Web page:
Published on

When you go to buy a car, there are certain documents and other information that you’re supposed to be given. It’s not unusual for a buyer of a car to not be given that information. In New Jersey, you are protected by a few different laws; the Consumer Fraud Act, the Lemon Law, and General Contract Law. Some of the violations that we see in my office are situations where someone goes to buy a car and they are told that car is not ready or there’s something defective with the car, so why don’t they take this other car. It’s a bait and switch. The other issue that comes up a lot is people go pick up their car and be told come back in two or three days to sign the financing papers. They come back in two or three days, they’re told, “We couldn’t finance you in that car, but you can have this car,” and it’s a much worse car. That’s called a yo-yo sale.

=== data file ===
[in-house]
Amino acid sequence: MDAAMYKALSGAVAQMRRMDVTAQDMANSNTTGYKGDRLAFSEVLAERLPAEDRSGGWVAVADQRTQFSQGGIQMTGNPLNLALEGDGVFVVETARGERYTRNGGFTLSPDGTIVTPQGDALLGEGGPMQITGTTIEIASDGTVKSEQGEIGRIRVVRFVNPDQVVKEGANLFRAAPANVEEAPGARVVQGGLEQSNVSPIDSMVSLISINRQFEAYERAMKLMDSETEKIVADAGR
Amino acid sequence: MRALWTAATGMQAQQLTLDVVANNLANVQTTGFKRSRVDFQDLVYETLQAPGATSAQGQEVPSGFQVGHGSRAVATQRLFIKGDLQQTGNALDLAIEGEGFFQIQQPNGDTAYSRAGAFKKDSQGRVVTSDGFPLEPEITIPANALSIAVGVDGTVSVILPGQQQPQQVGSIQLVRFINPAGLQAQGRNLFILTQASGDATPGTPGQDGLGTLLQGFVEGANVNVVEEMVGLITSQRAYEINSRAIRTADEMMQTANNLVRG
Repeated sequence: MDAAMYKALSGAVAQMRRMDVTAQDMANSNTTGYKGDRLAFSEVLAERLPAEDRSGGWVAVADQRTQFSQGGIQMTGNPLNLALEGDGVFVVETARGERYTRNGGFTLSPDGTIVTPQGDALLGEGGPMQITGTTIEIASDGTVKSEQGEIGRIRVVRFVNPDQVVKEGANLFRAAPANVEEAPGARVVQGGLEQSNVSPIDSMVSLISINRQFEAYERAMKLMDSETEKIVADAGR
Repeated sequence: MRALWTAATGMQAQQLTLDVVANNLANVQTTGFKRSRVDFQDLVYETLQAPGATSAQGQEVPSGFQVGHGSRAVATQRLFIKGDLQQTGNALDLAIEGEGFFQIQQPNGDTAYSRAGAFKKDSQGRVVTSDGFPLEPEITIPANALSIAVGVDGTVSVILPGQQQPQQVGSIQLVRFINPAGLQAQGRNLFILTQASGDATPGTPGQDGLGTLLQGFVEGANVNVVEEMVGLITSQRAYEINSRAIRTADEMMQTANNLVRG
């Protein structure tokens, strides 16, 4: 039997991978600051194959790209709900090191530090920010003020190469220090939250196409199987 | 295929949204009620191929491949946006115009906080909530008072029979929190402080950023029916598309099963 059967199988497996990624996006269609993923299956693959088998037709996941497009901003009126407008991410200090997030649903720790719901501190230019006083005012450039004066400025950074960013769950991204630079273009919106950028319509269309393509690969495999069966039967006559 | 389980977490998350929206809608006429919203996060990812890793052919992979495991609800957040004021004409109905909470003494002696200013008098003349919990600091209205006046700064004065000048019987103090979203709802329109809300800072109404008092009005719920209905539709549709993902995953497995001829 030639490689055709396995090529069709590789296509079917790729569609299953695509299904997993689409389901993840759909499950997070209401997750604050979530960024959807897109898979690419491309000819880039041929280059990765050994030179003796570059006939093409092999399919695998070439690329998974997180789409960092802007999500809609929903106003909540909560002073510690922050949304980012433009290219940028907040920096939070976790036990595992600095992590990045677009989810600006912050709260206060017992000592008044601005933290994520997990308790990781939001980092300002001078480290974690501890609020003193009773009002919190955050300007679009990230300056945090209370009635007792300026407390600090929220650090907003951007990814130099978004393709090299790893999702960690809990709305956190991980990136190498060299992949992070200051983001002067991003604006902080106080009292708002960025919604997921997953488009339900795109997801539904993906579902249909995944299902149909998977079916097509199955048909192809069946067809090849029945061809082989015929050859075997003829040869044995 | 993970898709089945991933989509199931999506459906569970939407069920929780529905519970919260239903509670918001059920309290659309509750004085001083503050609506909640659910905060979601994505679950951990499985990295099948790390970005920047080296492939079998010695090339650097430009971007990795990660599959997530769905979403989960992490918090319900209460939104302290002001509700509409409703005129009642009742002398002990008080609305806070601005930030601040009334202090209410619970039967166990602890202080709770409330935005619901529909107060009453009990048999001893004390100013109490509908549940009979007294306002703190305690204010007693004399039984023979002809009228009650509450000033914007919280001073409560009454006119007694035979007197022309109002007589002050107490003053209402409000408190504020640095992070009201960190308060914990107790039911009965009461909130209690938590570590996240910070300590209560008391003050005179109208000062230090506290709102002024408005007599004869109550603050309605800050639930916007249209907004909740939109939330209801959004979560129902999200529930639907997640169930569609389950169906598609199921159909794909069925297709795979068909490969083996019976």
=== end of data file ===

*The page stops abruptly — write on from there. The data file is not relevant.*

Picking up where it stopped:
The other issue that arises are when a dealer will give you what looks like a warranty, meaning the dealer will fix this part and that part if it goes wrong, and it goes wrong and then the dealer says “I never said I would fix that,” or the dealer gives you some sort of warranty where repairs can only be done at the dealership. They try to attach you to the dealer through the car because they know that they can fix the car on the cheap and get you back off the lot and the car will break down again, but probably not until after the warranty period. When you go to buy a car, you need to be very clear on what you’re buying, what the papers say, and what you’re being promised because what you’re told is not always consistent with what’s in the papers. If you feel like you’ve been told something or something’s in the papers that’s not right, you should see a lawyer right away. The longer you hold onto the car, the tougher it is to get out of the deal.

If you are in need of experienced legal counsel in New Jersey, please contact Tomes Law Firm, PC and we will be happy to assist you.